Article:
Vol. XI, No. 3

Winter, 1999

Letter to the Editor

To the Editor:

In the Spring, 1998, issue of the CSA Newsletter there was an article on making pottery profile drawings from photographs . Figure 8 (Figure 4 in the web version) showed a photograph of a pot with a profile drawn next to it. It seemed to me that the edge used to make the profile was not really the true profile of the pot. The angle of the photograph created an apparent edge where, in fact, the underside of the lip was showing. The photograph really did not present a view that could automatically generate an accurate profile. This might be achieved if the photograph itself was a precise shot.

- Carol W. Campbell
   Bryn Mawr College

Author's response:

The writer is certainly correct. The photograph used for the experiment had been taken more than twenty years ago, and a normal focal length lens was used. As a result, the photo was taken from too close to the pot to give a true profile. (A small version of the photograph is reproduced at the right with an indication of the most obvious problem area.) With a telephoto lens-and a consequently greater distance from camera to pot-the photograph can more accurately capture the shape of the profile. Such a photograph would provide a more accurate profile; so the system should then create a good profile drawing. I should have made clear how important the quality of the photograph is to the effectiveness of the system described in the article.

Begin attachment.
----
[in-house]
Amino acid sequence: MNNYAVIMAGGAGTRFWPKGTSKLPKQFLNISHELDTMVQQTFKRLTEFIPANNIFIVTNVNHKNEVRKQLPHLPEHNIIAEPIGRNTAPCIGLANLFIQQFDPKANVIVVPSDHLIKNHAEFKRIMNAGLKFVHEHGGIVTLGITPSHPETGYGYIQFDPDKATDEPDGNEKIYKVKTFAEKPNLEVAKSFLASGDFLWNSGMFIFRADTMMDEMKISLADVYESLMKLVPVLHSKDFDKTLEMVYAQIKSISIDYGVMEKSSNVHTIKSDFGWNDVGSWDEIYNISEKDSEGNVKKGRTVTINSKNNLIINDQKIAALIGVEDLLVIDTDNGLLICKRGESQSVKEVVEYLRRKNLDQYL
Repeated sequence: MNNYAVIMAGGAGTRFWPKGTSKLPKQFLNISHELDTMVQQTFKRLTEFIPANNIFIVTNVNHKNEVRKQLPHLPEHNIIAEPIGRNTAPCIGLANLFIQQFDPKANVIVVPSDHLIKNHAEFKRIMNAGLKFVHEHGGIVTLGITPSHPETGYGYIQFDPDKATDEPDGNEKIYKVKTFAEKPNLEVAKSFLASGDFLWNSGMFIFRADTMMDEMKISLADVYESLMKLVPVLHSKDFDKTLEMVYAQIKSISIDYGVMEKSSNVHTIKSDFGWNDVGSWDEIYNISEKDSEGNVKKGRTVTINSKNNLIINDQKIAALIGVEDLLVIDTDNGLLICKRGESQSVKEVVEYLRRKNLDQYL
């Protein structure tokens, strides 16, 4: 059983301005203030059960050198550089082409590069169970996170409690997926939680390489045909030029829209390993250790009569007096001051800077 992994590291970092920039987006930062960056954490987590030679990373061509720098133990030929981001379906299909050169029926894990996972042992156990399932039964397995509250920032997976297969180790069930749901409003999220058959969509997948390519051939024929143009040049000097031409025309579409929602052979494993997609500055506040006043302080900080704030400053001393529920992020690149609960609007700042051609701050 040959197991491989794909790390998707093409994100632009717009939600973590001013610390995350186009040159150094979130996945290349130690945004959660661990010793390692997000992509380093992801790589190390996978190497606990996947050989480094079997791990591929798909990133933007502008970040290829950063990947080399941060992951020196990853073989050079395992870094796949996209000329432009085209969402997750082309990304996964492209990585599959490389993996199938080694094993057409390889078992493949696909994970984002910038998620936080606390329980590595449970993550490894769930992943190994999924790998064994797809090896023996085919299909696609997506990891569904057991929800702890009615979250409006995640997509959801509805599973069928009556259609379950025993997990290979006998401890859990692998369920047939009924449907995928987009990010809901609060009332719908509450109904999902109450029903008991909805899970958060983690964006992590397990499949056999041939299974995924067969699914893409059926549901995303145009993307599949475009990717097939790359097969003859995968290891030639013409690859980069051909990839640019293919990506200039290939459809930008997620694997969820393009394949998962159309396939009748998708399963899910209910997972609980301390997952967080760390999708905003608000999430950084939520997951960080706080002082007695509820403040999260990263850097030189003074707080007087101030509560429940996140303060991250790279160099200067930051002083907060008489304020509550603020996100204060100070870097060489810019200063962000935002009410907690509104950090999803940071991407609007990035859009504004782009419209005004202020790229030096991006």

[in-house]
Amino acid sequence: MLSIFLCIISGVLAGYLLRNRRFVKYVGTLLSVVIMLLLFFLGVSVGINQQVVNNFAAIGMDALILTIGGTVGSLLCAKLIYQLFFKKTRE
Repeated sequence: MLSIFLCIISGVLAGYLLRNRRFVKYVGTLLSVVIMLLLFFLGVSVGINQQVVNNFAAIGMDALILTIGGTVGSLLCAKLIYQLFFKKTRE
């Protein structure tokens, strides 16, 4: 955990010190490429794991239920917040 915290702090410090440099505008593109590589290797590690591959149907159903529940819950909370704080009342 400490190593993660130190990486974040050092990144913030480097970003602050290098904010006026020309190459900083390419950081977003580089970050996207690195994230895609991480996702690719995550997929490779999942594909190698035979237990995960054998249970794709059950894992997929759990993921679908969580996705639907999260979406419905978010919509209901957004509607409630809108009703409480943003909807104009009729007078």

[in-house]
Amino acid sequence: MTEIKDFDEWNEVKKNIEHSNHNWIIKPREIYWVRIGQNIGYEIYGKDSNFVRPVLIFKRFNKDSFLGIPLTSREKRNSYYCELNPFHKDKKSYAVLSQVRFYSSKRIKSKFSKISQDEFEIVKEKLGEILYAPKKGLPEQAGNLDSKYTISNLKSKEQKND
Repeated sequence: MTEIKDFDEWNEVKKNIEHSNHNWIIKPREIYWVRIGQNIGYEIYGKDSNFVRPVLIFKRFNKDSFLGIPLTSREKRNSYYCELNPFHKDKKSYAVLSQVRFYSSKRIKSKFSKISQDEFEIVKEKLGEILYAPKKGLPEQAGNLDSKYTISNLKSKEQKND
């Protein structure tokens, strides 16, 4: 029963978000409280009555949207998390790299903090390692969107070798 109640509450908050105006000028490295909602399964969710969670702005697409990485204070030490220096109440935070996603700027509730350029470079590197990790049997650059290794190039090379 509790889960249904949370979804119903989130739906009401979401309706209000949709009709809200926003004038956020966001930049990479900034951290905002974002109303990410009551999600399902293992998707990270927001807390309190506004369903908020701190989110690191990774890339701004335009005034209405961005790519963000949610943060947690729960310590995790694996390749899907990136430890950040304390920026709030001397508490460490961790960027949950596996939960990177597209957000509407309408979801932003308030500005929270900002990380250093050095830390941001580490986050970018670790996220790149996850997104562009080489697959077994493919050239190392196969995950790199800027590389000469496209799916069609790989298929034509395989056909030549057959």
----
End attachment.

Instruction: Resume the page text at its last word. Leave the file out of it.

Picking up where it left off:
- Harrison Eiteljorg, II

For other Newsletter articles concerning pottery profiles and capacity calculations, consult the Subject index.

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